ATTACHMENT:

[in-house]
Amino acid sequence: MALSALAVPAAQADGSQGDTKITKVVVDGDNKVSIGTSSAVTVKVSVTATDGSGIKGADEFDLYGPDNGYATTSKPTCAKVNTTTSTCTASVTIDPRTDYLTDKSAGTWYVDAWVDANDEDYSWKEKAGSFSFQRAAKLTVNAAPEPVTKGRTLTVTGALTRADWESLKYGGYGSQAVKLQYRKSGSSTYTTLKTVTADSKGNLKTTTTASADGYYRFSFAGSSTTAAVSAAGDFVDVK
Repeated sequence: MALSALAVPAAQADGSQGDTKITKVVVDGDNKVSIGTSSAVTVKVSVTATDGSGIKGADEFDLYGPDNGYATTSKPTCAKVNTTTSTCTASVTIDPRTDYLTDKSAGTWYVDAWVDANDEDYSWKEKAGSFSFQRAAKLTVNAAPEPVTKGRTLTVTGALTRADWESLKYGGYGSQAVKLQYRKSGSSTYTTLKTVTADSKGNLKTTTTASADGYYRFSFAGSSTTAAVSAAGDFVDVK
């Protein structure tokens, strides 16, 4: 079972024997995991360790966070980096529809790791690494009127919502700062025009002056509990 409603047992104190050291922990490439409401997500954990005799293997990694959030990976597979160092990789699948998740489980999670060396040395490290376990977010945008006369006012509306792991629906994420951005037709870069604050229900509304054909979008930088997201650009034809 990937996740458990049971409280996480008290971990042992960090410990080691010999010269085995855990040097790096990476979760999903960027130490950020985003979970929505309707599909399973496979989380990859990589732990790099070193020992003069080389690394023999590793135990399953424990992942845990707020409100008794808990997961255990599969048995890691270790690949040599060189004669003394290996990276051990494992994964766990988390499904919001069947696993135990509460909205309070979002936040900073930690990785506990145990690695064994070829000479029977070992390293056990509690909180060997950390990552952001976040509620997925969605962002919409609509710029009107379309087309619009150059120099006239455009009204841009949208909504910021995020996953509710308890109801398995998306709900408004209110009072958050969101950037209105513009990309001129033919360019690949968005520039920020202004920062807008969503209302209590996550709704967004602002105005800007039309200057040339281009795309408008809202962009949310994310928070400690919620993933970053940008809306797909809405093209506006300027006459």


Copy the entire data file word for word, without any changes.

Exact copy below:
[in-house]
Amino acid sequence: MALSALAVPAAQADGSQGDTKITKVVVDGDNKVSIGTSSAVTVKVSVTATDGSGIKGADEFDLYGPDNGYATTSKPTCAKVNTTTSTCTASVTIDPRTDYLTDKSAGTWYVDAWVDANDEDYSWKEKAGSFSFQRAAKLTVNAAPEPVTKGRTLTVTGALTRADWESLKYGGYGSQAVKLQYRKSGSSTYTTLKTVTADSKGNLKTTTTASADGYYRFSFAGSSTTAAVSAAGDFVDVK
Repeated sequence: MALSALAVPAAQADGSQGDTKITKVVVDGDNKVSIGTSSAVTVKVSVTATDGSGIKGADEFDLYGPDNGYATTSKPTCAKVNTTTSTCTASVTIDPRTDYLTDKSAGTWYVDAWVDANDEDYSWKEKAGSFSFQRAAKLTVNAAPEPVTKGRTLTVTGALTRADWESLKYGGYGSQAVKLQYRKSGSSTYTTLKTVTADSKGNLKTTTTASADGYYRFSFAGSSTTAAVSAAGDFVDVK
């Protein structure tokens, strides 16, 4: 079972024997995991360790966070980096529809790791690494009127919502700062025009002056509990 409603047992104190050291922990490439409401997500954990005799293997990694959030990976597979160092990789699948998740489980999670060396040395490290376990977010945008006369006012509306792991629906994420951005037709870069604050229900509304054909979008930088997201650009034809 990937996740458990049971409280996480008290971990042992960090410990080691010999010269085995855990040097790096990476979760999903960027130490950020985003979970929505309707599909399973496979989380990859990589732990790099070193020992003069080389690394023999590793135990399953424990992942845990707020409100008794808990997961255990599969048995890691270790690949040599060189004669003394290996990276051990494992994964766990988390499904919001069947696993135990509460909205309070979002936040900073930690990785506990145990690695064994070829000479029977070992390293056990509690909180060997950390990552952001976040509620997925969605962002919409609509710029009107379309087309619009150059120099006239455009009204841009949208909504910021995020996953509710308890109801398995998306709900408004209110009072958050969101950037209105513009990309001129033919360019690949968005520039920020202004920062807008969503209302209590996550709704967004602002105005800007039309200057040339281009795309408008809202962009949310994310928070400690919620993933970053940008809306797909809405093209506006300027006459």